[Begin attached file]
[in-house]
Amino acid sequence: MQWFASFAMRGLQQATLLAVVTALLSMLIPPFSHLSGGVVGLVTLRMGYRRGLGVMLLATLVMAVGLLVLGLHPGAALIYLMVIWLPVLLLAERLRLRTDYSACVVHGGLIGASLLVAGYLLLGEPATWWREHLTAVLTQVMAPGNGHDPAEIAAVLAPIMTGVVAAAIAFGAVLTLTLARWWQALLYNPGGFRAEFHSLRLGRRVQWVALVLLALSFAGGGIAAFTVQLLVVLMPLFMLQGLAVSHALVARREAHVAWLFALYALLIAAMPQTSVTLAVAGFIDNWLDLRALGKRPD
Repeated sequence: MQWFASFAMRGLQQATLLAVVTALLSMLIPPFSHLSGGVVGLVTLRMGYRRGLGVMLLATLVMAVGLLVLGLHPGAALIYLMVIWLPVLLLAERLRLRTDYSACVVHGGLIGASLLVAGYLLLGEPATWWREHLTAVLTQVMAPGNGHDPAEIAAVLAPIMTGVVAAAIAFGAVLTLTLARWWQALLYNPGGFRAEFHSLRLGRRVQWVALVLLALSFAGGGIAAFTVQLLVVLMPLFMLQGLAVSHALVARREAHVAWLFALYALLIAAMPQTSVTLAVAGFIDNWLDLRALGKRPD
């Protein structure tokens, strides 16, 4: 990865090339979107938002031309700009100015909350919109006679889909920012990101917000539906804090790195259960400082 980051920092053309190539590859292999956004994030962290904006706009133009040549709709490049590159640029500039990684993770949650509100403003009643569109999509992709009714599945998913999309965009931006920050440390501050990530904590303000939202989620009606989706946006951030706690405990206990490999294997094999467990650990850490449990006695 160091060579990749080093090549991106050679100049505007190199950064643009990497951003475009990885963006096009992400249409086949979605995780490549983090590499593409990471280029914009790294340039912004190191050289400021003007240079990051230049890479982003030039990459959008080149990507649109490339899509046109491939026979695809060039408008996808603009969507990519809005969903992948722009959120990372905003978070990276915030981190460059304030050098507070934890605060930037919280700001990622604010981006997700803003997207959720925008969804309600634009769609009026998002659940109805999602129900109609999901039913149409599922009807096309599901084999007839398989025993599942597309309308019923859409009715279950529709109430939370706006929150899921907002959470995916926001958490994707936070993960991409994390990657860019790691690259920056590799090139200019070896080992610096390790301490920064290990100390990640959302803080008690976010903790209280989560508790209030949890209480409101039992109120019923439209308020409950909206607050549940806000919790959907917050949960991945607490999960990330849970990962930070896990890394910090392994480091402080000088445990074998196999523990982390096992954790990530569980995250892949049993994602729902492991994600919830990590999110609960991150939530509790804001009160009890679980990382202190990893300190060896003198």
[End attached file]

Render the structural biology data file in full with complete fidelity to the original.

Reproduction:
[in-house]
Amino acid sequence: MQWFASFAMRGLQQATLLAVVTALLSMLIPPFSHLSGGVVGLVTLRMGYRRGLGVMLLATLVMAVGLLVLGLHPGAALIYLMVIWLPVLLLAERLRLRTDYSACVVHGGLIGASLLVAGYLLLGEPATWWREHLTAVLTQVMAPGNGHDPAEIAAVLAPIMTGVVAAAIAFGAVLTLTLARWWQALLYNPGGFRAEFHSLRLGRRVQWVALVLLALSFAGGGIAAFTVQLLVVLMPLFMLQGLAVSHALVARREAHVAWLFALYALLIAAMPQTSVTLAVAGFIDNWLDLRALGKRPD
Repeated sequence: MQWFASFAMRGLQQATLLAVVTALLSMLIPPFSHLSGGVVGLVTLRMGYRRGLGVMLLATLVMAVGLLVLGLHPGAALIYLMVIWLPVLLLAERLRLRTDYSACVVHGGLIGASLLVAGYLLLGEPATWWREHLTAVLTQVMAPGNGHDPAEIAAVLAPIMTGVVAAAIAFGAVLTLTLARWWQALLYNPGGFRAEFHSLRLGRRVQWVALVLLALSFAGGGIAAFTVQLLVVLMPLFMLQGLAVSHALVARREAHVAWLFALYALLIAAMPQTSVTLAVAGFIDNWLDLRALGKRPD
């Protein structure tokens, strides 16, 4: 990865090339979107938002031309700009100015909350919109006679889909920012990101917000539906804090790195259960400082 980051920092053309190539590859292999956004994030962290904006706009133009040549709709490049590159640029500039990684993770949650509100403003009643569109999509992709009714599945998913999309965009931006920050440390501050990530904590303000939202989620009606989706946006951030706690405990206990490999294997094999467990650990850490449990006695 160091060579990749080093090549991106050679100049505007190199950064643009990497951003475009990885963006096009992400249409086949979605995780490549983090590499593409990471280029914009790294340039912004190191050289400021003007240079990051230049890479982003030039990459959008080149990507649109490339899509046109491939026979695809060039408008996808603009969507990519809005969903992948722009959120990372905003978070990276915030981190460059304030050098507070934890605060930037919280700001990622604010981006997700803003997207959720925008969804309600634009769609009026998002659940109805999602129900109609999901039913149409599922009807096309599901084999007839398989025993599942597309309308019923859409009715279950529709109430939370706006929150899921907002959470995916926001958490994707936070993960991409994390990657860019790691690259920056590799090139200019070896080992610096390790301490920064290990100390990640959302803080008690976010903790209280989560508790209030949890209480409101039992109120019923439209308020409950909206607050549940806000919790959907917050949960991945607490999960990330849970990962930070896990890394910090392994480091402080000088445990074998196999523990982390096992954790990530569980995250892949049993994602729902492991994600919830990590999110609960991150939530509790804001009160009890679980990382202190990893300190060896003198």